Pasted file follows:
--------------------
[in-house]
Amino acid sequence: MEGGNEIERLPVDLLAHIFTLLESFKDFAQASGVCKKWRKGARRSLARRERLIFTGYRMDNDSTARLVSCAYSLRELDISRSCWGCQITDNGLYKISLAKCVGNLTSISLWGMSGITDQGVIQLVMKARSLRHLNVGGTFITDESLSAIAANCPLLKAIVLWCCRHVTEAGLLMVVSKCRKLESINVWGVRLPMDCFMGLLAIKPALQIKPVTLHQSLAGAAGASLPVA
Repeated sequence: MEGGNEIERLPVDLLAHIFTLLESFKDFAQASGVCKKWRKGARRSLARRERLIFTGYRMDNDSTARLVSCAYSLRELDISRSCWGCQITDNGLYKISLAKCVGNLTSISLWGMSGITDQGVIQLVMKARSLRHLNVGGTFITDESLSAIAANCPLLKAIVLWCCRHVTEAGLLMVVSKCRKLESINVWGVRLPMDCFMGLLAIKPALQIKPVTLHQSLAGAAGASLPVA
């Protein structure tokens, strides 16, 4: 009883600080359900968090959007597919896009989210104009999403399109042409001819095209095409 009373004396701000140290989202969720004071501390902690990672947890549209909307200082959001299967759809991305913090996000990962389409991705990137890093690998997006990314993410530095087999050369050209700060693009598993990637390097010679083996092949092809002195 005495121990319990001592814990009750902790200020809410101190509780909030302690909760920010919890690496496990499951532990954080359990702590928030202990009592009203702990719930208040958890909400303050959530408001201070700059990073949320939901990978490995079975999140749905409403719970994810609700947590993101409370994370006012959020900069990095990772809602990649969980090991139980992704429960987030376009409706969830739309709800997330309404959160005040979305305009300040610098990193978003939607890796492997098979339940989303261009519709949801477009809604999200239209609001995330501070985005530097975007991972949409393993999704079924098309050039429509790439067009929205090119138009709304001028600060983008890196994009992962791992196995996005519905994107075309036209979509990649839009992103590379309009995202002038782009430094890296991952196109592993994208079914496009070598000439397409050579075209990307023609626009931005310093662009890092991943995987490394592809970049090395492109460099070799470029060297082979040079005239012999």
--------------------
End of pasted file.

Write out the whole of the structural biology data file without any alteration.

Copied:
[in-house]
Amino acid sequence: MEGGNEIERLPVDLLAHIFTLLESFKDFAQASGVCKKWRKGARRSLARRERLIFTGYRMDNDSTARLVSCAYSLRELDISRSCWGCQITDNGLYKISLAKCVGNLTSISLWGMSGITDQGVIQLVMKARSLRHLNVGGTFITDESLSAIAANCPLLKAIVLWCCRHVTEAGLLMVVSKCRKLESINVWGVRLPMDCFMGLLAIKPALQIKPVTLHQSLAGAAGASLPVA
Repeated sequence: MEGGNEIERLPVDLLAHIFTLLESFKDFAQASGVCKKWRKGARRSLARRERLIFTGYRMDNDSTARLVSCAYSLRELDISRSCWGCQITDNGLYKISLAKCVGNLTSISLWGMSGITDQGVIQLVMKARSLRHLNVGGTFITDESLSAIAANCPLLKAIVLWCCRHVTEAGLLMVVSKCRKLESINVWGVRLPMDCFMGLLAIKPALQIKPVTLHQSLAGAAGASLPVA
């Protein structure tokens, strides 16, 4: 009883600080359900968090959007597919896009989210104009999403399109042409001819095209095409 009373004396701000140290989202969720004071501390902690990672947890549209909307200082959001299967759809991305913090996000990962389409991705990137890093690998997006990314993410530095087999050369050209700060693009598993990637390097010679083996092949092809002195 005495121990319990001592814990009750902790200020809410101190509780909030302690909760920010919890690496496990499951532990954080359990702590928030202990009592009203702990719930208040958890909400303050959530408001201070700059990073949320939901990978490995079975999140749905409403719970994810609700947590993101409370994370006012959020900069990095990772809602990649969980090991139980992704429960987030376009409706969830739309709800997330309404959160005040979305305009300040610098990193978003939607890796492997098979339940989303261009519709949801477009809604999200239209609001995330501070985005530097975007991972949409393993999704079924098309050039429509790439067009929205090119138009709304001028600060983008890196994009992962791992196995996005519905994107075309036209979509990649839009992103590379309009995202002038782009430094890296991952196109592993994208079914496009070598000439397409050579075209990307023609626009931005310093662009890092991943995987490394592809970049090395492109460099070799470029060297082979040079005239012999």